Finding The Words

AI is on the rise. And capable of generating text that can pass for human-generated. Is working to become a better writer still worth the effort? Or are we all better off just learning how to write better GPT prompts? Let’s take a moment to pause and reflect.

  • Writing well is not easy. It takes a lot of time and effort. It can be frustrating.
  • But it’s also really important—a critical workplace skill.
  • So is it any wonder that plenty of business leaders are excited about what text-focused AI like ChatGPT can do?
  • After all, who wouldn’t want a high-powered copilot by their side. Helping them generate ideas. Pulling together research quickly. Getting it all done faster—with perfect grammar and spelling to boot.
  • Here at Pause + Reflect we are not opposed to smart tools that can help us write better.
  • We lean on Grammarly often. And the Hemingway Editor has been our secret weapon for years.
  • But we also strive to be clear, concise writers without the training wheels. And we think you should, too.
  • Veteran copywriter Eddie Shleyner agrees. He concedes that AI can boost our writing productivity. But he also sees some clear limits to its powers: “It cannot connect the dots like we can. It can’t be personal like us, human like us.”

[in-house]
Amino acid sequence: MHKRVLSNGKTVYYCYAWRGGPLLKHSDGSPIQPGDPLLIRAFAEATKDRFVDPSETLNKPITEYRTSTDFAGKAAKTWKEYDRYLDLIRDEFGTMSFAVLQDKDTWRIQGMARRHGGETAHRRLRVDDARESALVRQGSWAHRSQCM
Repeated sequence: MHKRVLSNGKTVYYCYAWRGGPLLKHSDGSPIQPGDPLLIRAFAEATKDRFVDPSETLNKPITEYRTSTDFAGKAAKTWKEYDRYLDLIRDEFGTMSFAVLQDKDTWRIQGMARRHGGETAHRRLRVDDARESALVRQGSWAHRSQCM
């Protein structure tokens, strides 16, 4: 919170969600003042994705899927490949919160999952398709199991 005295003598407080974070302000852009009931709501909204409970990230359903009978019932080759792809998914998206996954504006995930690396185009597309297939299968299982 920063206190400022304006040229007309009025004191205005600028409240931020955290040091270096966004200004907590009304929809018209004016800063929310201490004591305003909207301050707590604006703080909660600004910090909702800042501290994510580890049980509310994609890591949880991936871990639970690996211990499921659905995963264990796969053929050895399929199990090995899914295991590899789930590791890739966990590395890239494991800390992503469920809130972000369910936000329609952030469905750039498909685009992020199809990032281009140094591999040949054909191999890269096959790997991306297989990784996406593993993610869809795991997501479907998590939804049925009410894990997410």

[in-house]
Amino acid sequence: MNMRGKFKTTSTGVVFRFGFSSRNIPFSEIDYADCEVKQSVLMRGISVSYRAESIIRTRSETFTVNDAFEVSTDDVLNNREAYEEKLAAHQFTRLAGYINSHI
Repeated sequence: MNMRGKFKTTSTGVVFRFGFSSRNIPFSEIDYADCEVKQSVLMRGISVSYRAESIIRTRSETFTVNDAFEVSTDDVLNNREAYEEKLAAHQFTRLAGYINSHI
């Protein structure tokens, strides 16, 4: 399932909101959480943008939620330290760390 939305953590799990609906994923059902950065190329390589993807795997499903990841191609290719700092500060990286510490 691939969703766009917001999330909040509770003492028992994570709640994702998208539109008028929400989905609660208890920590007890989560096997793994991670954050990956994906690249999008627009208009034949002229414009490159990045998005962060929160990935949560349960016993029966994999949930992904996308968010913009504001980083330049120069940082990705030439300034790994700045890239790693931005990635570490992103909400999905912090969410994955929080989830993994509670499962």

• Good writing can also help our teams plan and collaborate better. Amazon, for example, uses tightly written narrative memos to force teams to think things through and communicate clearly.
  • So what are some ways we can improve our writing (beyond learning how to create better ChatGPT prompts)?
  • Many of the rules and habits we all learned in school still apply. Like starting with a rough draft, using the active voice and proofreading carefully.
  • Beyond these basics, writing coach Bill Birchard has defined a very helpful set of rules for better business writing. Bonus: they’re all backed by science.
  • His first rule is a timeless classic: keep it simple. Research shows short sentences and familiar words increase our brain’s processing fluency. So pull back on the jargon and complexity.
  • The rest of Birchard’s rules are just as helpful. Some highlights: be specific, use emotive language and take advantage of the element of surprise.
  • Here’s a tip we live by: put yourself in your reader’s shoes. And speak to them directly. Focusing on your audience will help you decide what information to include and how best to arrange it.
  • It’s also a good idea to respect your reader’s time by keeping things tight and succinct.
  • Don’t underestimate the importance of feedback. A second pair of eyes can always help to find any gaps in your writing.
  • One final tip: try reading your writing out loud. It’s a great way to catch awkward or unclear phrases and achieve a direct, conversational tone.
  • Ultimately, good writing takes time and effort. But the benefits outweigh the costs.
  • Shane Parrish believes that these benefits will only increase as AI tools become more common. We couldn’t agree more.


Issue #171
Jun 11, 2023

Further Reading